Time marches on and Eiichiro works harder than he probably ever has since it involves so many physical changes.
What They Say:
Baby Steps centers on a honor student named Eiichiro Maruo who becomes frustrated with his life and decides to join the tennis club. Despite lacking experience and physical strength, he utilizes his studious nature to develop a strategic approach to playing tennis. Taking notes of his opponents’ habits and tendencies, he is able to predict their next move before they even react. He also meets Natsu Takasaki, a beautiful girl with a passion for tennis. With her help, he aims to become a professional tennis player.
Content: (please note that content portions of a review may contain spoilers)
The heavy focus previously on getting Eiichiro to go up against Takuma worked well to energize both young men in different ways. With the coach understanding the greater picture as one would expect, he managed to get Eiichiro to realize what he needs to do in order to return serves and hit better, using Eiichiro’s particular methods, and he used all of that to get Takuma to play against him and realize that he’s been kind of coasting in a way. Something that needed to be dealt with in order to get him to take things more seriously and move forward. Sometimes when you play for years and years, something like ten years for Takuma, you can get lost along the way and someone like Eiichiro can be the spark to bring you back to life without even realizing it.
With a lot of this going on in the background, this episode thankfully spends some fun and free time in a way. There’s a lightness early on as we see Eiichiro doing better at returning serves to where he wants them to go as he sees the number grid the coach taught him. And he’s doing okay at school at well. But he also gets called out by one of his new friends at the tennis club to start calling Natsu by the name everyone else does, “everyone else”, with Nat-chan. While he’s kind of nervous to do so, when he does it really is an adorable moment as you see it register on Natsu’s face. Similarly, you get a different kind of social changing moment for Eiichiro at school when Takuma comes to visit him during class, which causes everyone to worry since Takuma’s such an imposing second year. It’s cute how they’re all worried he’s going to get hurt but instead just has a normal conversation with him.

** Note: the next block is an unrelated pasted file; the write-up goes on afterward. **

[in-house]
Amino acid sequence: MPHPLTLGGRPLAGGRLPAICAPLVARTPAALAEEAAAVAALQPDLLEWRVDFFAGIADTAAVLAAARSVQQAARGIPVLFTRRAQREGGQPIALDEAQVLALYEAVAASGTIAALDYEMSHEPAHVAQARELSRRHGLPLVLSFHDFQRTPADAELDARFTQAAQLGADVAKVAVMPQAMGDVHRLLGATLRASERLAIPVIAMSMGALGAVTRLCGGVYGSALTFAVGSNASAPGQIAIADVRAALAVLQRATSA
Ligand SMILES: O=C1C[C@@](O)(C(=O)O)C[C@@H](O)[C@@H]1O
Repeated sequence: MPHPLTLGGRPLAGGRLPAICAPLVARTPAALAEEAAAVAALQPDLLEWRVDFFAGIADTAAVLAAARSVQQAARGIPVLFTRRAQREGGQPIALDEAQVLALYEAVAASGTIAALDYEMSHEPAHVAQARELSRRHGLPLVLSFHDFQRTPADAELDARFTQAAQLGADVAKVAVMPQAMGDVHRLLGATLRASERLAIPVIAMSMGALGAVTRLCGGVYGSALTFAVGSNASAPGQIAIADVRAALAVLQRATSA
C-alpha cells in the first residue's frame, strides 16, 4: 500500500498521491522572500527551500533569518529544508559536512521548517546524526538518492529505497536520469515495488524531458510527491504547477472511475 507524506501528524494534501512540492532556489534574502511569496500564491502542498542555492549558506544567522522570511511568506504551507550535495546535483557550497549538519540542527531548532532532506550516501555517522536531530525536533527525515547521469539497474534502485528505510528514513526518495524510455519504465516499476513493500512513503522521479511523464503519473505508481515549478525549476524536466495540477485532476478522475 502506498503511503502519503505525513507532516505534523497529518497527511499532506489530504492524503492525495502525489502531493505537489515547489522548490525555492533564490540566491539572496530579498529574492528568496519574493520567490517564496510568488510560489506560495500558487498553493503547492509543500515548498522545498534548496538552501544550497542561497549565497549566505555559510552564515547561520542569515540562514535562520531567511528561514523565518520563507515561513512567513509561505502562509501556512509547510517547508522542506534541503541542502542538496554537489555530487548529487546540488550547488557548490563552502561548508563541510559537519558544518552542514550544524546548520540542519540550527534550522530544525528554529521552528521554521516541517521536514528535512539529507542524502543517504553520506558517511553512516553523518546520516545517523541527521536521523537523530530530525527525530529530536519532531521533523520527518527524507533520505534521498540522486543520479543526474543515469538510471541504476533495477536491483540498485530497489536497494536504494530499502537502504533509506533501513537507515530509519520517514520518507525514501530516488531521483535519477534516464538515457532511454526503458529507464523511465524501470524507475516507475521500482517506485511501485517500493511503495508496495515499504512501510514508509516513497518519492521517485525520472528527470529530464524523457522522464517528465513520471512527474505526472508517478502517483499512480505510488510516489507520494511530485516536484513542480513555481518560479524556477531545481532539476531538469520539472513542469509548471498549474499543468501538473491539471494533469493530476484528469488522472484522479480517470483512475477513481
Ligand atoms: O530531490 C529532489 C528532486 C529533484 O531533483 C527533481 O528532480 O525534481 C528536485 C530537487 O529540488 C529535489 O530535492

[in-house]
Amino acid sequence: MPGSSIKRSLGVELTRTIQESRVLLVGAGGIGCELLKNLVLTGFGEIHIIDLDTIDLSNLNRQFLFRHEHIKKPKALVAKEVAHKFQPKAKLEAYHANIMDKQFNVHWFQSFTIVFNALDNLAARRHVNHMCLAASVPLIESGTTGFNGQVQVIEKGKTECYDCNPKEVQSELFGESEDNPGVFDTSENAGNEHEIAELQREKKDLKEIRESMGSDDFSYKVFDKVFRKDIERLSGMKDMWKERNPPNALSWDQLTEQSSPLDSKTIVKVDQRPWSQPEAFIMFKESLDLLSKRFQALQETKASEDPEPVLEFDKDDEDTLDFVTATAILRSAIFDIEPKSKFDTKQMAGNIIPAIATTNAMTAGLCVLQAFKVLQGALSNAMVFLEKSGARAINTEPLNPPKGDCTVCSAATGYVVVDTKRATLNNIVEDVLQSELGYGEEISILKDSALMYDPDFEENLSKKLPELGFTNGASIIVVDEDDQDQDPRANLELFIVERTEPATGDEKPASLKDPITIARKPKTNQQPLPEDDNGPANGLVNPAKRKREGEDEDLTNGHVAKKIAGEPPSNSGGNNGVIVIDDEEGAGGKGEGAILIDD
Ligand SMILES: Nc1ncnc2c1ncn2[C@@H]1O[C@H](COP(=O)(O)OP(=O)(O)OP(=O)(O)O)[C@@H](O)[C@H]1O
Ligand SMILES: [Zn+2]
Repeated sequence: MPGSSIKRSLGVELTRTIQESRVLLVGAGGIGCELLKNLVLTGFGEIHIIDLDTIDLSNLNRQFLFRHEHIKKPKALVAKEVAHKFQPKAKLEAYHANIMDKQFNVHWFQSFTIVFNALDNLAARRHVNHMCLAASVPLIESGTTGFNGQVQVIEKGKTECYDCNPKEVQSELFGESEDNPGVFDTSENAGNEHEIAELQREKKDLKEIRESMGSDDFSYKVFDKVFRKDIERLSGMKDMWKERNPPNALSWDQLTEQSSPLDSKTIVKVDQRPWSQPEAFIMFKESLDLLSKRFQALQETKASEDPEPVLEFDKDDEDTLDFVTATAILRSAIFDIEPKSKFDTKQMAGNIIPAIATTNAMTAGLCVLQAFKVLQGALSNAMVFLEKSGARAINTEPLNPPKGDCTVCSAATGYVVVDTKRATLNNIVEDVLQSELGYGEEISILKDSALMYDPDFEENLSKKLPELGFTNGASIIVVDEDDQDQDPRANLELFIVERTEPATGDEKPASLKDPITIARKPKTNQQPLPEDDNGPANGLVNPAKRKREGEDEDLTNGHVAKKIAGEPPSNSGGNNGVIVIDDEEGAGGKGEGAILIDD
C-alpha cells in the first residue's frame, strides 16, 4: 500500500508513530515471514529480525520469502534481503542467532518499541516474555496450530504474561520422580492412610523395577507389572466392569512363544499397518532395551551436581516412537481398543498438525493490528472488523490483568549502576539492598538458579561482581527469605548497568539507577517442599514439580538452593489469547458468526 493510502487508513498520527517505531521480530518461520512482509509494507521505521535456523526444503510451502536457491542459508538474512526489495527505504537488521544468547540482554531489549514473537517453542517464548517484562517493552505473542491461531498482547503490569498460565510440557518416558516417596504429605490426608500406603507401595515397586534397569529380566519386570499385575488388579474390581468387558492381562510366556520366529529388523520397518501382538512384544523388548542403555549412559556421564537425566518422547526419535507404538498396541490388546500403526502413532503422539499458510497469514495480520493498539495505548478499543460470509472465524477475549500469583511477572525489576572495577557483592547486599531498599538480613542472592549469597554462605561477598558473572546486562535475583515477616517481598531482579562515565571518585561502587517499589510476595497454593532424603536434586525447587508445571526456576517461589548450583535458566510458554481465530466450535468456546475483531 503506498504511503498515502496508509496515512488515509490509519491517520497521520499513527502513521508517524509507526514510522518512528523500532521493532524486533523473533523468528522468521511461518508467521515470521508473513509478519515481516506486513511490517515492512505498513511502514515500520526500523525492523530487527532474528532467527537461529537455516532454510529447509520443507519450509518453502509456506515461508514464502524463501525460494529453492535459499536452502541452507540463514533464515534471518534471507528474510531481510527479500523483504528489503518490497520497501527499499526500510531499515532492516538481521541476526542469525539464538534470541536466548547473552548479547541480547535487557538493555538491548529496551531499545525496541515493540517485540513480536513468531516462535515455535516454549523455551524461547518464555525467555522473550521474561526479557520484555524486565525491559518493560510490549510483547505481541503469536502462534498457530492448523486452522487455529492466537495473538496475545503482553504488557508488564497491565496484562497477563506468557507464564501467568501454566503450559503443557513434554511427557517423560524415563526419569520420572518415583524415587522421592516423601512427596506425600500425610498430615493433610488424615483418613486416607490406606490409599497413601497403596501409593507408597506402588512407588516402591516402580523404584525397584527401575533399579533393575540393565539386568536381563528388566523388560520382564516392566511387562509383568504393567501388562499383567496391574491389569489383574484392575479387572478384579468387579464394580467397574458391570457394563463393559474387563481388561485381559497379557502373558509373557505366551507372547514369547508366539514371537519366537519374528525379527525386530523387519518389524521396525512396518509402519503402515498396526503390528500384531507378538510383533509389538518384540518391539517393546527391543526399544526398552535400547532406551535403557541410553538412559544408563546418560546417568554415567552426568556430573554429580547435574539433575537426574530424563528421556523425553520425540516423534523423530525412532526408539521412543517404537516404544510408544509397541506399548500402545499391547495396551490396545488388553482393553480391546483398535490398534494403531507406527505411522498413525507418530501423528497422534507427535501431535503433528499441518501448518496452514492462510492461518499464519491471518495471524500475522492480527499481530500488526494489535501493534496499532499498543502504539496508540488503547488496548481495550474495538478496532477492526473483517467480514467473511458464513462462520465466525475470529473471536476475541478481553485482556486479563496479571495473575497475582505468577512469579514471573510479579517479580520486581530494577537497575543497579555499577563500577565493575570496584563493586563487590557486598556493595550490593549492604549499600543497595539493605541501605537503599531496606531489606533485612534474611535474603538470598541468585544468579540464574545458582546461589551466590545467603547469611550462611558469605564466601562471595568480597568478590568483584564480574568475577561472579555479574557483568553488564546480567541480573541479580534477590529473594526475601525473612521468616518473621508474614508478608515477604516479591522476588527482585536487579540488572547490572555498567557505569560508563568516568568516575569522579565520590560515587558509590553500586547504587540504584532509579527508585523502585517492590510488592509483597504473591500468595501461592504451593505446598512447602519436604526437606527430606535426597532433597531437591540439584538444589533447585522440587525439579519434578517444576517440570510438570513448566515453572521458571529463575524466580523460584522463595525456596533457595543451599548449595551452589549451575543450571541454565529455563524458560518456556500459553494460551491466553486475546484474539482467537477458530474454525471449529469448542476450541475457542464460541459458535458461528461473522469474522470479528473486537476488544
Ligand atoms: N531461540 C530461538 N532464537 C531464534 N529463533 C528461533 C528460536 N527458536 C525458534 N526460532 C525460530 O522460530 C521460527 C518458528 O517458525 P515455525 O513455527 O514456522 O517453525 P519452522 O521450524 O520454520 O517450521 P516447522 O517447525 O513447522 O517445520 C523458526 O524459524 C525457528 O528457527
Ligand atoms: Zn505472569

The more character driven part of the show dominates this episode, which is good since we’ve been focused on a really good mix of sports and learning development. So seeing Eiichiro interacting with both regular students and his tennis club friends, impressing his mother with his dedication to something of his own choice and his continued interest in Natsu helps to flesh him out and humanize him more. He’s not just focused solely on what’s in front of him for studies but rather more. There’s also a festival segment where things get nicely amusing as Natsu’s older sister is there as well and she makes it clear that Natsu was interested in Eiichiro in some way since she had been talking about him at home and they do their wishes together as well. It’s a simple moment, but one of those realistic telling moments that comes into play. With that and a few other moments throughout, the show is really doing a good job of making Eiichiro realistic in so many ways, especially the simple moments with his mother that are scattered throughout.
With time progressing nicely across the episode, showing us the growth of Eiichiro without resorting to montage material overall, Baby Steps takes some good steps here both in school, personality and relationships with others. Eiichiro is growing, but he’s having his struggles and is doing his best to overcome them. Hard work is what’s shown here more than anything else and that continues to be one of the best messages. So many of the shows that focus on the gifted players do show the hard work, but it doesn’t resonate in the same way as someone who starts this late, fails regularly, but keeps trying and begins to grow and change through this kind of direct and hard work. Eiichiro’s progress – across twenty notebooks worth of notes! – is simply enjoyable and fascinating to watch.
Streamed By: Crunchyroll
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